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FCC details next gen 911 service proposals

Written by James Delahunty (Google+) @ 10 Aug 2011 19:01 User comments (5)

FCC details next gen 911 service proposals Federal Communications Commission examines NG911 - Next Generation 911.
With the widespread use of smartphones, wouldn't it be much better if you could use their features in the event of an emergency? The FCC is pushing an upgrade to the 911 emergency system in the U.S. that would let users send video feeds, photos and other communications that would be sent to first responders.

"It's hard to imagine that airlines can send text messages if your flight is delayed, but you can't send a text message to 9-1-1 in an emergency," FCC Chairman Julius Genachowski said at the 2011 APCO Conference in Philadelphia on Wednesday.

Next month, the regulator is expected to address the technical issues behind enabling text, photo and video transmissions to 911 services. One area of concerns is whether the broadband infrastructure can handle the necessary bandwidth for the service to work as proposed.

An official said that NG911 services could be available within 5-10 years, if the program is properly funded.

FCC Five-Step Action Plan to Deploy Next Generation 9-1-1
  • Develop location accuracy mechanisms for NG-911: The FCC's Location Accuracy proceeding (July 2011 agenda item) has launched development of a framework for providing automatic location information in the NG911 environment.
  • Enable consumers to send text, photos, and videos to PSAPs (NPRM): Next month, the FCC will consider an NPRM to accelerate NG911 adoption. The NPRM will help answer practical, technical questions about how to enable text, photo, and video transmission to 911, including how to ensure adequate broadband infrastructure to deliver the bandwidth PSAPs will need to provide NG911. As part of the NPRM, the FCC will examine interim solutions for ensuring that carriers/service providers support transmission of text-to-911.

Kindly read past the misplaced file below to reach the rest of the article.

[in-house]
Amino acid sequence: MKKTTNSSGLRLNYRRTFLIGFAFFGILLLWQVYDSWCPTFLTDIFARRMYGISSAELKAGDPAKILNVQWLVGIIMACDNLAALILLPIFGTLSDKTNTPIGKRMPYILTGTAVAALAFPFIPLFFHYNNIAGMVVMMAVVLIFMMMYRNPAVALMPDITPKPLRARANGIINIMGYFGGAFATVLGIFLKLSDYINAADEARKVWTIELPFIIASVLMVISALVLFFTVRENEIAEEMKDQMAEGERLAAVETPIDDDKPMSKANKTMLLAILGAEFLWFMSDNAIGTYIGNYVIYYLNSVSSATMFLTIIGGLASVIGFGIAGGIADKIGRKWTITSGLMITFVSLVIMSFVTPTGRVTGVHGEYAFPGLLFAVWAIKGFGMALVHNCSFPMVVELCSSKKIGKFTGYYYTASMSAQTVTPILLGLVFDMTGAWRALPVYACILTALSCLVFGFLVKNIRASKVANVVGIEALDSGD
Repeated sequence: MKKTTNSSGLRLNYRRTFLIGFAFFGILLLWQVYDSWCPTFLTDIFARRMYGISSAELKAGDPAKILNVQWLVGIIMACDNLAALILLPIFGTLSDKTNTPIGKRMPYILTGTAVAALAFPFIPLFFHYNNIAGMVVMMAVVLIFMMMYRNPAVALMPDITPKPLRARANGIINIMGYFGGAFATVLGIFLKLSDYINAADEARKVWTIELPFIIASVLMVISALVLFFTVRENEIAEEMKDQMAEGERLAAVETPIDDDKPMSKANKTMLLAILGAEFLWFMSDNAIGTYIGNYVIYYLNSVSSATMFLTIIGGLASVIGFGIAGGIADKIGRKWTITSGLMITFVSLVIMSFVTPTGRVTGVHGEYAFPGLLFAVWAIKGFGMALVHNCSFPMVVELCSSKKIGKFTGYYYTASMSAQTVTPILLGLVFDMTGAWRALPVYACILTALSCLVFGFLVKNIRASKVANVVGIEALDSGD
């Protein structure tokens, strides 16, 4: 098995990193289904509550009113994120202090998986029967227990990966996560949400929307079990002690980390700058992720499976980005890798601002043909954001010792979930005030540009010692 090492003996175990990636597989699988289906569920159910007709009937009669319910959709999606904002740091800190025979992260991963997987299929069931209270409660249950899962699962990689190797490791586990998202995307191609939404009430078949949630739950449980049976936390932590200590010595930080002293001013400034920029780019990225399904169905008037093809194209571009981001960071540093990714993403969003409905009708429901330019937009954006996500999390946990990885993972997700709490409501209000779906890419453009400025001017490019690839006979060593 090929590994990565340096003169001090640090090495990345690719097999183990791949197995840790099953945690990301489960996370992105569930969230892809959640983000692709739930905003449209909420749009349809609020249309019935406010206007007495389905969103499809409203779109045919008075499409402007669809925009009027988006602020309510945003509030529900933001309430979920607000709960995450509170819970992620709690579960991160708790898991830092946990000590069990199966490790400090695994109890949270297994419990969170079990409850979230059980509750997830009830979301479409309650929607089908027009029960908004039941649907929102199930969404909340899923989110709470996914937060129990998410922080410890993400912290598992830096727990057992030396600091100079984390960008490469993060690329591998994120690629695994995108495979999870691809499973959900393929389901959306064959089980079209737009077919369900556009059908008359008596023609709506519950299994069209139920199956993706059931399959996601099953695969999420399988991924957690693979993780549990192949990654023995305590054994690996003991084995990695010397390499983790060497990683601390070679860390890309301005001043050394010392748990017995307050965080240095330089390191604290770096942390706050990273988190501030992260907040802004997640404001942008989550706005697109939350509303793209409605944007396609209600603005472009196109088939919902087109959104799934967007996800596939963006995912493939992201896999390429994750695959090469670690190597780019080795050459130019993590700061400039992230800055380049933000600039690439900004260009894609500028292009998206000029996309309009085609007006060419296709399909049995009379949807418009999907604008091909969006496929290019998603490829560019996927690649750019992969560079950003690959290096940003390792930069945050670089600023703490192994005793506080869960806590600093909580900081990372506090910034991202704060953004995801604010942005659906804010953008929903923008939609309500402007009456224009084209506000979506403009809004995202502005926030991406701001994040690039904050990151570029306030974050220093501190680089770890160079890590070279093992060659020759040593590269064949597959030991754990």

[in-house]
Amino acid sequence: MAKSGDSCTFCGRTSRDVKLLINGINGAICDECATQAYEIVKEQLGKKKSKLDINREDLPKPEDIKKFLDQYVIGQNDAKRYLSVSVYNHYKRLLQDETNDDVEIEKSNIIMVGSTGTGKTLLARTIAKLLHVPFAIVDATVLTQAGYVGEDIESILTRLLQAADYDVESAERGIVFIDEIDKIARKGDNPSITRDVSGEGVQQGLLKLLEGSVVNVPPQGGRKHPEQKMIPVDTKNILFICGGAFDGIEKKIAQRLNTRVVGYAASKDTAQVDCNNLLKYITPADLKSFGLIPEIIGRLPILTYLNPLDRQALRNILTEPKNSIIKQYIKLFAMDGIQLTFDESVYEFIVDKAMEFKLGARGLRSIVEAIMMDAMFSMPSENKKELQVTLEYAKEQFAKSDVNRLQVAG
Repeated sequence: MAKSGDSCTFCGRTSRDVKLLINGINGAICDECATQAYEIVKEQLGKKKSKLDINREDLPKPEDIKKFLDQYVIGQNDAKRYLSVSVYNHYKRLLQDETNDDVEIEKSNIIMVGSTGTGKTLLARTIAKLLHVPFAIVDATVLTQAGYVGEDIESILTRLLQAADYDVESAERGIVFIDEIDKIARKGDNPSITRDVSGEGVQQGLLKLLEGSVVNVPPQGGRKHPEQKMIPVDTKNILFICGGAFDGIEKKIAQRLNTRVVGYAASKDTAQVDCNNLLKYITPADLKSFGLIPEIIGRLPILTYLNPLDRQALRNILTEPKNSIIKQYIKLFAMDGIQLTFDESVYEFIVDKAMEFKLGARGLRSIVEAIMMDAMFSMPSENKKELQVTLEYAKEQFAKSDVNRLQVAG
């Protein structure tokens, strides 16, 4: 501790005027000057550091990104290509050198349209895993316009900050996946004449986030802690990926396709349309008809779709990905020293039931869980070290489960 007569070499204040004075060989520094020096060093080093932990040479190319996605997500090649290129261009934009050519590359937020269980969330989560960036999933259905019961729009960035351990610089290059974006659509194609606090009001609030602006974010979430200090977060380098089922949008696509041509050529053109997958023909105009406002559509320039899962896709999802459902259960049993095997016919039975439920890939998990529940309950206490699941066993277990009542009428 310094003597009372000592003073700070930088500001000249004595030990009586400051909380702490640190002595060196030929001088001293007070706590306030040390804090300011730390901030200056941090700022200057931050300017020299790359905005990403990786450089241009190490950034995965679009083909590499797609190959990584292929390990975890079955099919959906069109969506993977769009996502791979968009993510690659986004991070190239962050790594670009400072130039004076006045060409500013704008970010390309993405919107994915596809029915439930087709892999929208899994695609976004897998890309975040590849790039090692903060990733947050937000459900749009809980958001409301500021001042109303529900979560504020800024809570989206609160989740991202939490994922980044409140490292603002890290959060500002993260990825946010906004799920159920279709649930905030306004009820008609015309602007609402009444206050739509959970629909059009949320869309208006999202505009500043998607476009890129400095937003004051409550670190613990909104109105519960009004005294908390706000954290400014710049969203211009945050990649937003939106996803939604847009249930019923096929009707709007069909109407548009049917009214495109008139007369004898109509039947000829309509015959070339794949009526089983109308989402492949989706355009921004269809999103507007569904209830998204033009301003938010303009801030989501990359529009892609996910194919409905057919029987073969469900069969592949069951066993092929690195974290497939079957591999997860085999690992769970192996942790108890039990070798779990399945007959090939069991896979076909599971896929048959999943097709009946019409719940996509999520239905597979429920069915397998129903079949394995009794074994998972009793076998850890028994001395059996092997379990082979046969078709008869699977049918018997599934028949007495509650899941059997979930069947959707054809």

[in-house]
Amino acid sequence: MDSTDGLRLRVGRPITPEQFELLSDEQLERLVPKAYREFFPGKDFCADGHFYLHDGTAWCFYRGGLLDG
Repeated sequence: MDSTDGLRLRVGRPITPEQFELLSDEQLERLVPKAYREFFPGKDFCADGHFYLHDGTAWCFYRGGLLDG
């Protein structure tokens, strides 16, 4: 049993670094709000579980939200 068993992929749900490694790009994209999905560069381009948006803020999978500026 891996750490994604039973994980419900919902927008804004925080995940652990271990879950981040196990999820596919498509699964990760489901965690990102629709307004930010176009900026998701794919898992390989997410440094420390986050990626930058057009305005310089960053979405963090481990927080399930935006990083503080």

• Facilitate the completion and implementation of NG911 technical standards: For NG911 to be effective, we need technical standards for the hardware and software that carriers and public safety answering points (PSAPs) use to communicate NG911 information. The FCC will work with NG911 stakeholders to resolve NG911 standards issues and facilitate consistent and coordinated implementation of a standards-based architecture.
  • Develop a NG911 governance framework: Because no single governing entity has jurisdiction over NG911, the FCC will work with state 911 authorities, other Federal agencies, and other governing entities to provide technical expertise and develop a coordinated approach to NG911 governance.
  • Develop an NG911 Funding Model: To assist 911 authorities and Congress in considering NG911 funding options, the FCC's Public Safety and Homeland Security Bureau will prepare a cost model focused on the cost-effectiveness of the NG911 network infrastructure linking PSAPs and carriers.

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5 user comments

110.8.2011 19:06

this actually seams like a good thing to be able to give a visual report using the public as a mobile reporting device. but what would make it sell would be silent distress calls with a perfect location for police to recover the point of interest. that would be worth funding if the network could pin point your mobile.